Plonat Atek is a digital game that communicates itself to the player only via the stereo headphone jack. The signal is split, and one of the streams is fed into a pair of headphones that show the game to the player as a melody, interlaced with a series of blips and bursts of noise. The other stream leads into an oscilloscope, that visualises the two channels by moving a dot across the screen in correspondence to the signal. On the screen, the game manifests as a ball bouncing around in a circular version of Breakout.
Both the oscilloscope and the speakers are analog devices that interpret the signal and generate a representation of the game. The representations are based on interrelated properties of the same signal. Thus, the relationship between the audio and visual components is not merely designed, rather the two emerge from identical information: In Plonat Atek, the sound is designed to be seen and the visuals are designed to be heard. For example the blip heard when the ball bounces is the distortion seen in the same moment, and the noise heard when the ball is lost is visible as a glitch on the oscilloscope.
Awards and Exhibitions
Plonat Atek was awarded first place in the Innovation category, 8th in Audio and 24th overall at the Ludum Dare 38 Compo in 2017. The project has been exhibited at A MAZE. Berlin 2018 and Maker Faire Rome 2019.
Plonat Atek was originally developed in 48 hours for the Ludum Dare 38 Compo in June 2017. You can find the original submission here and documentation on how to download and run the jam version on the itch.io page.
Articles on the game accompanied by the video recording above have been published by Hackaday, VICE Motherboard and others.
The jam version is designed to run on an end-user Computer and is played using the keyboard. In early 2018 I decided to build a self-contained hardware version that is played using a rotary knob. This is the version pictured above.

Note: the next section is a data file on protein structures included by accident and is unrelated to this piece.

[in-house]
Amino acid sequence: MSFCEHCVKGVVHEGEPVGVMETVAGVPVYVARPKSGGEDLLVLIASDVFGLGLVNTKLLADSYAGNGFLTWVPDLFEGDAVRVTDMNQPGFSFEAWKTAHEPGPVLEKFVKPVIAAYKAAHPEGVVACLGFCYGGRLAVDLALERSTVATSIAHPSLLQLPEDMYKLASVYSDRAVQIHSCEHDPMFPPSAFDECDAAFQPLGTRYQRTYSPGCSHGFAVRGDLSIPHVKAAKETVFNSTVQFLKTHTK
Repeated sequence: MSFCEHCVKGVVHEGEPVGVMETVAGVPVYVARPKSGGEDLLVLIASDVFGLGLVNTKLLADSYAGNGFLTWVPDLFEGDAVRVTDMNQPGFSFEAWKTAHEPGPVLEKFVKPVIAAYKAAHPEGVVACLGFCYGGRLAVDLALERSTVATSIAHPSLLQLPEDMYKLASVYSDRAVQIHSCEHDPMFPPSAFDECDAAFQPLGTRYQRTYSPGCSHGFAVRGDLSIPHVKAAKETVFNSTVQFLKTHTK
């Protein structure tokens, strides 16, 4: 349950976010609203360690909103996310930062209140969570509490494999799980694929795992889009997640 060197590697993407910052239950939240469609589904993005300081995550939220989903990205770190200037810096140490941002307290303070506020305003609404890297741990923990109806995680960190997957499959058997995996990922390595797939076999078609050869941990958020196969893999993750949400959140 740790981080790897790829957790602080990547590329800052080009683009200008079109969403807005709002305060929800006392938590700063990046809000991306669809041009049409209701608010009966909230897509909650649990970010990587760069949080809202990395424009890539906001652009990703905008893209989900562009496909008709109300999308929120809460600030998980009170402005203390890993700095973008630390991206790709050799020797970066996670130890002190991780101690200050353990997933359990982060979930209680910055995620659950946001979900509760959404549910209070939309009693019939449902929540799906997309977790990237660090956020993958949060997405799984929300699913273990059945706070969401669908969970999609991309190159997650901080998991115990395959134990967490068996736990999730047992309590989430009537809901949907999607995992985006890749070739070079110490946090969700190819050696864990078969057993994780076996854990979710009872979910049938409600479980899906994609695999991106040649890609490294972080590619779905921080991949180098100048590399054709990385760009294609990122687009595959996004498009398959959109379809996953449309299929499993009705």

Plonat Atek is an exploration into the unification of audiovisual signals in the context of feedback in interactive systems. Both digital and analog audio signals are very thin encodings, as they map directly to the vibrations on our tympana and thereby the sensations they represent. In contrast, raster video signals or image encodings are a very contrived, optimized and complicated; the discrete and serial pixel-per-pixel description of shapes does not come close at all to the way our human perception works. This is also obvious as the technology required to decode a video signal or image into something a human can perceive is extremely complex. In Plonat Atek, the visual output on the oscilloscope is as directly based on the waveforms encoding it as the audio is. The thinner encoding allows the simultaneous use of the exact same signal for both the audio output on the speakers and the visual output on the oscilloscope, thereby intrinsically connecting the two.
At the same time Plonat Atek is a media archaeological project and hommage. The earliest video games, such as Tennis for Two and Spacewar!, as well as later arcade games like Asteroids, and even consoles like the Vectrex share the CRT screen whose warm glow transports a unique feeling of messy analogue-ness coupled with a homely sense of healthy imperfection. The game itself is a reinterpretation of the classic Breakout, a game many players may recognize nostalgically and that has already gone through transformations from hardware to software, and from an arcade to a pc and finally a mobile game or something found on a children’s toy that comes free with an order at a fast-food restaurant.